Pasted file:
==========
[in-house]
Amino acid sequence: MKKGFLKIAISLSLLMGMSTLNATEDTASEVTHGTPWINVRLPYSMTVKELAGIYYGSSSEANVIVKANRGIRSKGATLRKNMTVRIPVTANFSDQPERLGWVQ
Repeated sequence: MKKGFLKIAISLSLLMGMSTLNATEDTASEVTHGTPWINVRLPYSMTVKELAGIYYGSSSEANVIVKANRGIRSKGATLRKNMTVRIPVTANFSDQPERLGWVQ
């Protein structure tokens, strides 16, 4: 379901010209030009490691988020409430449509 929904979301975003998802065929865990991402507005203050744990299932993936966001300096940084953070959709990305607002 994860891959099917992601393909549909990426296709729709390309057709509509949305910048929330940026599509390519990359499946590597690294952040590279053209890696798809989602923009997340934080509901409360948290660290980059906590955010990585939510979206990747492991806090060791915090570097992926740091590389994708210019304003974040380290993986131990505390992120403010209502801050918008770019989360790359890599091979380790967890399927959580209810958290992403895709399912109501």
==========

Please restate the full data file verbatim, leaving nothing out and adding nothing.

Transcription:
[in-house]
Amino acid sequence: MKKGFLKIAISLSLLMGMSTLNATEDTASEVTHGTPWINVRLPYSMTVKELAGIYYGSSSEANVIVKANRGIRSKGATLRKNMTVRIPVTANFSDQPERLGWVQ
Repeated sequence: MKKGFLKIAISLSLLMGMSTLNATEDTASEVTHGTPWINVRLPYSMTVKELAGIYYGSSSEANVIVKANRGIRSKGATLRKNMTVRIPVTANFSDQPERLGWVQ
């Protein structure tokens, strides 16, 4: 379901010209030009490691988020409430449509 929904979301975003998802065929865990991402507005203050744990299932993936966001300096940084953070959709990305607002 994860891959099917992601393909549909990426296709729709390309057709509509949305910048929330940026599509390519990359499946590597690294952040590279053209890696798809989602923009997340934080509901409360948290660290980059906590955010990585939510979206990747492991806090060791915090570097992926740091590389994708210019304003974040380290993986131990505390992120403010209502801050918008770019989360790359890599091979380790967890399927959580209810958290992403895709399912109501």